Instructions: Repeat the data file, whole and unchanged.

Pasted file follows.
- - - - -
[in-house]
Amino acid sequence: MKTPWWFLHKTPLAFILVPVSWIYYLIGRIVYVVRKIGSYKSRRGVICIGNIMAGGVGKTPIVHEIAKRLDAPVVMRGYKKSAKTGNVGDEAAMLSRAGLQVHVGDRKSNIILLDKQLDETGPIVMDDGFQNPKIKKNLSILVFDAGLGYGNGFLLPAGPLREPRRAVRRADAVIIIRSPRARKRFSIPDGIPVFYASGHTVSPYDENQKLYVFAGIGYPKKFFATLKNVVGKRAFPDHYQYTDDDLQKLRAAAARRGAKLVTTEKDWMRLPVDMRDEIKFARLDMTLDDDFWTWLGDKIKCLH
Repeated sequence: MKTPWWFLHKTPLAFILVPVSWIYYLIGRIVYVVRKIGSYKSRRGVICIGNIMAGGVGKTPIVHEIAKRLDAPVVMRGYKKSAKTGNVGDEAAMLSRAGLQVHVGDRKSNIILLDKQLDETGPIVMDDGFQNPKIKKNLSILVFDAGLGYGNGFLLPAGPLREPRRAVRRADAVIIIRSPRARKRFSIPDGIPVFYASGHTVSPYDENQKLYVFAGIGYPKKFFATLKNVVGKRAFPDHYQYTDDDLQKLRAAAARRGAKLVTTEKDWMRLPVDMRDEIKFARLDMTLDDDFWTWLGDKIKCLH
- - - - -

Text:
[in-house]
Amino acid sequence: MKTPWWFLHKTPLAFILVPVSWIYYLIGRIVYVVRKIGSYKSRRGVICIGNIMAGGVGKTPIVHEIAKRLDAPVVMRGYKKSAKTGNVGDEAAMLSRAGLQVHVGDRKSNIILLDKQLDETGPIVMDDGFQNPKIKKNLSILVFDAGLGYGNGFLLPAGPLREPRRAVRRADAVIIIRSPRARKRFSIPDGIPVFYASGHTVSPYDENQKLYVFAGIGYPKKFFATLKNVVGKRAFPDHYQYTDDDLQKLRAAAARRGAKLVTTEKDWMRLPVDMRDEIKFARLDMTLDDDFWTWLGDKIKCLH
Repeated sequence: MKTPWWFLHKTPLAFILVPVSWIYYLIGRIVYVVRKIGSYKSRRGVICIGNIMAGGVGKTPIVHEIAKRLDAPVVMRGYKKSAKTGNVGDEAAMLSRAGLQVHVGDRKSNIILLDKQLDETGPIVMDDGFQNPKIKKNLSILVFDAGLGYGNGFLLPAGPLREPRRAVRRADAVIIIRSPRARKRFSIPDGIPVFYASGHTVSPYDENQKLYVFAGIGYPKKFFATLKNVVGKRAFPDHYQYTDDDLQKLRAAAARRGAKLVTTEKDWMRLPVDMRDEIKFARLDMTLDDDFWTWLGDKIKCLH